Ten Notes on First Seminar Meeting, September 2, 2014

This is simply to underline some of the topics that came up at the first seminar session, as part of the discussion, and that are far from settled. This is abstract and perhaps difficult thought, but it is meant to open up some access to dealing with concrete possibilities for thinking experience at every level. I propose ten notes:

1. The auto/heterographic inscription, or autography for short, is a singular incidence into writing (a generalized writing that also includes inscription into life in all ways) that exceeds subjective capture. This excess of the subject is essentially mysterious—it opens up, without explaining it, the possibility of a precarious thought beyond the subject, hence also of a politics beyond the subject. Perhaps this is what is called infrapolitics.

2. Autography or infrapolitics are allegorical names for quasiconceptual structures that cannot be captured into a theoretical definition, that is, into a conceptual determination—since a conceptual determination would turn them into merely captured remnants of an unnameable excess. Thinking through or from them is, on the one hand, what we do every day, what everybody does every day. At the same time, it is also what we seem to have no way of referring to except by doing it. The narrowest abyss is hence the most difficult to cross (Nietzsche).

3. Would that we became masters of metaphor, following Aristotle’s dictum “The greatest thing by far is to be a master of metaphor; it cannot be taught; it is a matter of genius” (Poetics). Could we, as masters of metaphor, be able to define or conceptually to grasp structures such as infrapolitics or autography? Or is it not rather the case that attempting to become masters of metaphor is already a symptom of the failure of spirit to relate to what cannot be conceptually thought? But that spirit—is it all spirit or is it the metaphysical spirit, which thrives on forgetting?

4. Is deconstruction an attempt to deal with the failure of metaphor? With the fact that metaphor can never stabilize itself, that it produces a ceaseless and perpetually disavowed excess that the tradition has sometimes, even if rarely, called Being? Perhaps deconstruction is indeed the attempt to liberate the excess of metaphor, not for the sake of another metaphor, only for the sake of listening in when what has been forgotten/disavowed stirs anew. Does that mean that deconstruction looks for the end of metaphor, for an unmetaphorizable language? But no—a demetaphorized language would be a dead language.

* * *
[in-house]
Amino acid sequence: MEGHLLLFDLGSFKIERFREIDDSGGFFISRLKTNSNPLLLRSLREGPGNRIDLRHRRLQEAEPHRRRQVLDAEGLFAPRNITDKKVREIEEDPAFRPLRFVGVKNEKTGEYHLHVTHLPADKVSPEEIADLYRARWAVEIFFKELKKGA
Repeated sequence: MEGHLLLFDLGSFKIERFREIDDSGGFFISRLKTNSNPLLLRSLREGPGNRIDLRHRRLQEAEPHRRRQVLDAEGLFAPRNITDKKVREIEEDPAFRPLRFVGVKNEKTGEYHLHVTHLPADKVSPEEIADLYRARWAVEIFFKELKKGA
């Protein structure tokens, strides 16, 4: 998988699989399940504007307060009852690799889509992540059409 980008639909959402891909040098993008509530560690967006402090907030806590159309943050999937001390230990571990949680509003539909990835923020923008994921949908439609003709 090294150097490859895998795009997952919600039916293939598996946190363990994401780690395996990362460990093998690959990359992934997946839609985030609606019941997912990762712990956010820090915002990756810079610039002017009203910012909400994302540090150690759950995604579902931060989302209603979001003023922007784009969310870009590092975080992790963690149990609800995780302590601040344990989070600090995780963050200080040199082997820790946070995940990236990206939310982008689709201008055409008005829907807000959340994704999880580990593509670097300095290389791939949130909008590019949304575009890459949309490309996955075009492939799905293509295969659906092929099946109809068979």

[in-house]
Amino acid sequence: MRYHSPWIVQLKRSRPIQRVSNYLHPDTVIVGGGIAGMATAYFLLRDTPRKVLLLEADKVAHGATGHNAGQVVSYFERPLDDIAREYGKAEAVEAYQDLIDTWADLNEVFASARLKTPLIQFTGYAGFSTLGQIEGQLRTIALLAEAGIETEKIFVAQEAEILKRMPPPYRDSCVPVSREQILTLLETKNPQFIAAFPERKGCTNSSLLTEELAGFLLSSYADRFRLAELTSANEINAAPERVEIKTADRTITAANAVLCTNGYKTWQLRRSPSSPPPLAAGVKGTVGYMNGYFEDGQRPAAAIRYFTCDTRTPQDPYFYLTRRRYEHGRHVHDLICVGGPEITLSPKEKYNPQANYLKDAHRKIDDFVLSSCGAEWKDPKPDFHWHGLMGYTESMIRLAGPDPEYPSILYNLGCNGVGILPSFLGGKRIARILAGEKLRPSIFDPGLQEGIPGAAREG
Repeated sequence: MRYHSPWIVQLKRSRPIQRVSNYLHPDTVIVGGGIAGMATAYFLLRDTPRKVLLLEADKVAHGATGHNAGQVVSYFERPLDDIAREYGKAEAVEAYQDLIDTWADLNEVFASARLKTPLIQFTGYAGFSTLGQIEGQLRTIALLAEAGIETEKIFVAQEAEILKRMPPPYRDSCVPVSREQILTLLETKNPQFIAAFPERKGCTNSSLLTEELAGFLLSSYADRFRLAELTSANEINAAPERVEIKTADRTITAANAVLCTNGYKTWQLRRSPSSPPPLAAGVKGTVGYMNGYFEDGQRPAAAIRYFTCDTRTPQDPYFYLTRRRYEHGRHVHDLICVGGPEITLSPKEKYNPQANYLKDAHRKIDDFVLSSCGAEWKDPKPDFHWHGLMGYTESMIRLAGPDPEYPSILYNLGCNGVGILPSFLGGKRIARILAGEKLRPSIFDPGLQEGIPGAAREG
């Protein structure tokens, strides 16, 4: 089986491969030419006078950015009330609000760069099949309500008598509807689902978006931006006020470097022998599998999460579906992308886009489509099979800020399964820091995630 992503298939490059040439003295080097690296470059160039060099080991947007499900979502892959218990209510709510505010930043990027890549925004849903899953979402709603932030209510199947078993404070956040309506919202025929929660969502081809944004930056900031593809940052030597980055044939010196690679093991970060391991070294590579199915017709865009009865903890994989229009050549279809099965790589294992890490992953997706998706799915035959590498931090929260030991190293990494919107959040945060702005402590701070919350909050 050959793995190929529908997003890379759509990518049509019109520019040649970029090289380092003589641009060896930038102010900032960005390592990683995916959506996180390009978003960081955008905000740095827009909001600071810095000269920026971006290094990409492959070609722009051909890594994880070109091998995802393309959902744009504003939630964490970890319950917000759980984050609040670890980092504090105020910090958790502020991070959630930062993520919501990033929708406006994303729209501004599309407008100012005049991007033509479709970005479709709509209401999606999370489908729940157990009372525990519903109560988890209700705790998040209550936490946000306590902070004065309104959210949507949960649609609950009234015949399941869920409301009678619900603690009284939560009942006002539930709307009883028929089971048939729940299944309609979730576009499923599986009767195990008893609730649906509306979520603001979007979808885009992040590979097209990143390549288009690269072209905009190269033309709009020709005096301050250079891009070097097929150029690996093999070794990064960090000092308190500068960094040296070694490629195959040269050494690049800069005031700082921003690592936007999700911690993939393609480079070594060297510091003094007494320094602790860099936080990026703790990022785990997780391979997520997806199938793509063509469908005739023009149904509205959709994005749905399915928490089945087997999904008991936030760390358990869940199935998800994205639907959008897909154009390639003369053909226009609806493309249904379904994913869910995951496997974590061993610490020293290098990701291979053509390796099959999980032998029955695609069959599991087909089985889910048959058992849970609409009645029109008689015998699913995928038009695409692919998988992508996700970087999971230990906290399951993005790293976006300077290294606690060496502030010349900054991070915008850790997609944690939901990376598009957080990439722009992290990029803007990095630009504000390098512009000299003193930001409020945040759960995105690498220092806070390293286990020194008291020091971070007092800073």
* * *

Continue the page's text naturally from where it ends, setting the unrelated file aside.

5. And yet, the attempt to stop demetaphorization is totalitarian politics itself, it is the very mark of oppression. A demotic politics opposes every attempt not at demetaphorization, but at stopping the natural (that is, historic) entropic process of demetaphorization for the sake of a continuous production of new figures that can never turn into one (master) figure. For demotic politics (the politics of radical democratic republicanism that I associated with the Derridean project) there aren’t many masters, because there is no master.

6. So the seminar does not propose a master trope as starting ground—since every metaphor, in Platonic terms, is always a figure of the sun, it does not posit a heliopolitical goal. Rather, it posits the dark light of the perpetual interruption of metaphor for the sake of metaphor, an ongoing demetaphorization that opens up, perhaps, a way into listening otherwise.

7. This otherwise—a new way into politics and at the same time a way outside politics. Since politics is not the horizon of thought but politics cannot be disavowed by thought.

8. Is a demetaphorized metaphor (say, Absolute Knowledge, Deus sive Natura, the Being of beings) always and in every case the trace of a broken hegemony (Schurmann)? Yes, which means that deconstruction if necessarily posthegemonic thought, a-principial thinking. Infrapolitics looks for deconstruction in politics, or political deconstruction.

9. Is infrapolitics merely the opposite of heliopolitics? If heliopolitics rotates about a master trope of signification, that is, a sun of meaning, infrapolitics does not rotate around an axis. It is a spiral whose region of expression eats heliopolitics for breakfast.

10. So how does this relate to actual political processes, to our own inscription into politics, to our reading of texts, to our professionalization, to our relationship with death and temporality?

[Sorry, I was going to respond to 10, but then it was already 10 and I had to stop my notes.)


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